Antibiotics are an integral part of battling many biological infections suffered by both humans and pets. Their applications run a gamut of combating infectious disease to aiding recovery after surgical procedures.
There can be too much of a good thing, however, which begs the complicated question, when does a pet need to be treated with antibiotics and when should they not be?
This is, unsurprisingly, a question best answered by the treating veterinarian as a host of factors can influence the decision on whether to prescribe antibiotics or not.
In recent years the world has seen a growing number of bacterial strains that have evolved to be resistant to current antibiotics. This was able to occur in no small part because of the inappropriate prescription and application of antibiotics.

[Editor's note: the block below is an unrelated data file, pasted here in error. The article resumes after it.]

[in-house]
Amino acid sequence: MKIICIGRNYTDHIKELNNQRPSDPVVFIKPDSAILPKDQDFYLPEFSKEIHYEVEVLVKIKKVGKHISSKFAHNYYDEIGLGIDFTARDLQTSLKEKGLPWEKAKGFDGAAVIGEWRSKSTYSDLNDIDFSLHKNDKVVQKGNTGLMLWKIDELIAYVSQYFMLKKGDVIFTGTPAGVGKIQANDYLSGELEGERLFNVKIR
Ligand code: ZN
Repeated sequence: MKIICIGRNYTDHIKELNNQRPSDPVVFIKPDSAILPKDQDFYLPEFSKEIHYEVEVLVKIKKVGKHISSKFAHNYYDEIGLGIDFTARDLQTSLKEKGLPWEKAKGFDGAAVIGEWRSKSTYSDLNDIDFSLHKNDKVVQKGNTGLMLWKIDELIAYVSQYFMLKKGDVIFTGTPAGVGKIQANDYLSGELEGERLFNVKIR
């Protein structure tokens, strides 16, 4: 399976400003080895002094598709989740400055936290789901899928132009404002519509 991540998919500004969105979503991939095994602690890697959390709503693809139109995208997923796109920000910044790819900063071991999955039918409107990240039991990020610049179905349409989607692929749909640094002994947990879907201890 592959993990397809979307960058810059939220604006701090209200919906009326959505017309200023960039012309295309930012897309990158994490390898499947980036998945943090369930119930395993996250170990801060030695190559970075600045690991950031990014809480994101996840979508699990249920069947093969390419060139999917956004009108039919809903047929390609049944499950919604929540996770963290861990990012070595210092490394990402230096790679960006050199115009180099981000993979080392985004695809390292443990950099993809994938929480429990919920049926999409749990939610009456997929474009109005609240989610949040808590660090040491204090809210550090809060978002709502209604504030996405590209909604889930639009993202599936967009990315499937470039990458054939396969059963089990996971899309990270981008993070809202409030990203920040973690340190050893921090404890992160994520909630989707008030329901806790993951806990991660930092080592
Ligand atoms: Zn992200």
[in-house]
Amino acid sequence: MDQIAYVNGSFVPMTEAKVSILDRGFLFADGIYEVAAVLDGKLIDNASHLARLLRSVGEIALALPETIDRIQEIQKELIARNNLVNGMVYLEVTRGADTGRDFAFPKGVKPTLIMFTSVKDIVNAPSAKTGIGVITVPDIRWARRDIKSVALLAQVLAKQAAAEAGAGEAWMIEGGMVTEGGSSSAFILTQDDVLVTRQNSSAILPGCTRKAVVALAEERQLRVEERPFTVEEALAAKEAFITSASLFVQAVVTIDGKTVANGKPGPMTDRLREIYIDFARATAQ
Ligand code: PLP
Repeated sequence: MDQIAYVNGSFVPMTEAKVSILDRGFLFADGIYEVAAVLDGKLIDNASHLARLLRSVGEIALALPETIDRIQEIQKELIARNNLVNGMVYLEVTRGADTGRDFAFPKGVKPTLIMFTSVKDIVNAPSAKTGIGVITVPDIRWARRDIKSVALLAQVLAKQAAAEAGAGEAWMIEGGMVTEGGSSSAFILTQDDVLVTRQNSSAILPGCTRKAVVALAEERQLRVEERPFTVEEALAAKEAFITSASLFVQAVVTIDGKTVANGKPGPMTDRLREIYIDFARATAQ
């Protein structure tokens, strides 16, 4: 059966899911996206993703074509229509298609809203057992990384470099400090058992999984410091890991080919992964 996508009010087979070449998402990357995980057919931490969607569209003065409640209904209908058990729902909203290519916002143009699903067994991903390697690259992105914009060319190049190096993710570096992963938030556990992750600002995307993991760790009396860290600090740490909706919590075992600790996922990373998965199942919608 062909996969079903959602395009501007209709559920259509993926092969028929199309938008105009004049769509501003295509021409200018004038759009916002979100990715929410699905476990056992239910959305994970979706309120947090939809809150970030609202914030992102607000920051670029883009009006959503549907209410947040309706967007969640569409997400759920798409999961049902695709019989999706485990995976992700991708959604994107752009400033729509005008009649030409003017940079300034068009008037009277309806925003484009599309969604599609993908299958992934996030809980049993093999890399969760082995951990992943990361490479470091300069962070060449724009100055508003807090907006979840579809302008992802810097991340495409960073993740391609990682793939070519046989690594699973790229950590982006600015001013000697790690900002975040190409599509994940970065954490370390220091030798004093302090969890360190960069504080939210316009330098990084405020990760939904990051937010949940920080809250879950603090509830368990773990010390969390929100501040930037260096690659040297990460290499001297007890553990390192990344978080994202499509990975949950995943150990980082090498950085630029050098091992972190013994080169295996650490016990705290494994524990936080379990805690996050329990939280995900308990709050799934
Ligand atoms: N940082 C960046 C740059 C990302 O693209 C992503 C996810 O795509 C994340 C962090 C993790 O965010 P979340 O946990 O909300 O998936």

If your veterinarian has prescribed antibiotics for your pet, it is vitally important to follow the labelled instructions exactly. This not only ensures the health of your pet but also reduces the opportunity to develop antibiotic-resistant strains of bacteria.
Does your pet seem healthy before the script is completed? Finish the prescribed dosages all the same.
If your pet is undergoing antibiotic treatment, it is not only going to combat the harmful bacteria but also the helpful as well.
Our guts are filled with bacteria that play an essential role in keeping us healthy on a day-to-day basis and the same goes for our pets. Antibiotics deplete these good bacteria just as they do the bad so your vet may also outline a prebiotic and probiotic regimen for recovery.
Maintaining a healthy level of gut bacteria is also important to ward off future disease, combat illness, and aid in development. For this reason, antibiotics are used sparingly in very young animals and pregnant mothers.
If you have questions about antibiotics and your pet, contact your local veterinarian today.